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"Walking in the rain"

By Cpl. David Thomas
First published in
SFOR Informer#107, February 21, 2001

Mkronjic Grad - Under a fine and yet persistent rain, the twists and turns of the city opened up before the British soldiers.
They entered, step by step, through the sloping streets of Mrkonjic Grad. They disappeared downtown to arrive at the market place.
Each walking urban patrol begins like that.
Soldiers from A Company, 2nd Battalion of The Princess of Wales' Royal Regiment (2PWRR) prepare the four daily patrols. Cpl. "Mac" McCarthy's group is indicated to pace up and down the streets of the city.
The main gate of camp "Shoe Factory" is crossed, the four-man team can start to go downtown. The patrol has a precise objective: go to the market to ask questions of the tradesmen. Composed of four soldiers and a translator, the "little patrol" carries no more than two weapons. "Only two soldiers carry weapons, otherwise our attitude could be considered aggressive by the local population," explained Pvt. Jay Parks, who opened the way.
The market appears below an anonymous street. McCarthy used this moment to ask a question of a tradesman with translator Miroslav Bosnic's help. Each question is on a different subject: membership of Army, membership of reserves, whether they are refugees or not, if they are recent returnees, and their opinion on Mostovi, the newspaper produced by MND-SW. The three soldiers, use that time to give tradesmen and women this magazine in the local language.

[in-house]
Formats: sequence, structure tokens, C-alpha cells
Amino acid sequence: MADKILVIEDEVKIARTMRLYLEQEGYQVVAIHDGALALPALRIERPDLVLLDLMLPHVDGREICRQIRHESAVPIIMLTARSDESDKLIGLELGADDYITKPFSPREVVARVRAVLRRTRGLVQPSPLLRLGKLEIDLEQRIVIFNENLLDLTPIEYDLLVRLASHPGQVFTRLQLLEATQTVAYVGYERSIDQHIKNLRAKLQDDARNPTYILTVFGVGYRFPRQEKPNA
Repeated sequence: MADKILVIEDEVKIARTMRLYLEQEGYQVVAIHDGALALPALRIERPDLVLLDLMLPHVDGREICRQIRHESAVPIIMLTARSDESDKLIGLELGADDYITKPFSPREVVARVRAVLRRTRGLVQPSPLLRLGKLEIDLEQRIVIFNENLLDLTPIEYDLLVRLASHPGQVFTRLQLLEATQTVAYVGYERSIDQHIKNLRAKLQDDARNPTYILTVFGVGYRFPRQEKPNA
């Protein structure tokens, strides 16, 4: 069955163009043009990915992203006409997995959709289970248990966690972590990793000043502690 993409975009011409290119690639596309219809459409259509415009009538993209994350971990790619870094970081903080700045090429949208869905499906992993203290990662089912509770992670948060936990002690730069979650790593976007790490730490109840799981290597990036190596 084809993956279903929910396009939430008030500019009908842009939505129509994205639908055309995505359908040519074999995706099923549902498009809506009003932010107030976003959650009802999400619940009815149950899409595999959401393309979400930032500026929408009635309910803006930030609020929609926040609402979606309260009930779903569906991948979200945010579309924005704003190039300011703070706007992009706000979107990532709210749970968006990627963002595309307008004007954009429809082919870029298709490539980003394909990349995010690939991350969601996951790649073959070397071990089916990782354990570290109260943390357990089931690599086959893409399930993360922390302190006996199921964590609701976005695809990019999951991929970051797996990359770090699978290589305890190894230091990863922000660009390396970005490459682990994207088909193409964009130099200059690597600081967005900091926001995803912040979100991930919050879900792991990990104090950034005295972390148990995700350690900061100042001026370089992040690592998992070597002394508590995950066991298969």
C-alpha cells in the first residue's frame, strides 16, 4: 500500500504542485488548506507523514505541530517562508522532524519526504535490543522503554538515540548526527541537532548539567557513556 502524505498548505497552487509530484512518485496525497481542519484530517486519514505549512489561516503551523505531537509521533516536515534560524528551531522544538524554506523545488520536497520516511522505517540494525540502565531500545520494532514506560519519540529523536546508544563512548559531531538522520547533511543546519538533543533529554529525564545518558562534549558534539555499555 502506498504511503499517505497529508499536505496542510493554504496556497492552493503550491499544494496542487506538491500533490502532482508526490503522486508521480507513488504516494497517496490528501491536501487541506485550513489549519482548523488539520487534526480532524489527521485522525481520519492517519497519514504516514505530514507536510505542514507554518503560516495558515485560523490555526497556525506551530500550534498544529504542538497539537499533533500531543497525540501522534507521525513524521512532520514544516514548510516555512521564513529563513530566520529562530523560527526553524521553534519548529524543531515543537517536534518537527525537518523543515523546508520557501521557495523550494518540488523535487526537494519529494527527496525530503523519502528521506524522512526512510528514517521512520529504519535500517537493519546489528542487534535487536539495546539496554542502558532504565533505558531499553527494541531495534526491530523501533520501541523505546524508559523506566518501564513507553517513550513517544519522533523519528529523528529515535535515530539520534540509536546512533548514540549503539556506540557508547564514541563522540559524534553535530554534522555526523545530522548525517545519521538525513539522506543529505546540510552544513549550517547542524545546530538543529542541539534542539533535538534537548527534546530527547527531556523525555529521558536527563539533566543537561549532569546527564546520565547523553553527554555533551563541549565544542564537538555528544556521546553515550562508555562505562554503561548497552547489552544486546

The market visit goes smoothly. Soldiers began a conversation with a saleswoman. This one, a former refugee, returned from Donji Vakuf, spoke about everything.
Having contact with the locals is very good, Parks said. "It is really interesting because we can meet the local population. It's better than just driving vehicles."
As usual, the patrol went for a coffee in the downtown area. "We are here to show our presence in public places," explained McCarthy. "Villagers are happy to see us." Around a cup of coffee or a cup of tea, the team gave a progress report on their work.
Then, the soldiers decide to go to a former theatre in ruins for a reconnaissance. While entering the auditorium, the broken seats lie in front of a scene filled with rubble. A gaping hole, the consequence of a shell, pierced the roof. They are saddened by the spectacle in front of them. "Nevertheless, nobody seems to want to rebuild these cultural places," the translator said, then sighed.
The patrol came to an end by climbing the hill to the camp. Quietly, soldiers returned to the "Shoe Factory" to write a report on this very quiet … but wet mission.

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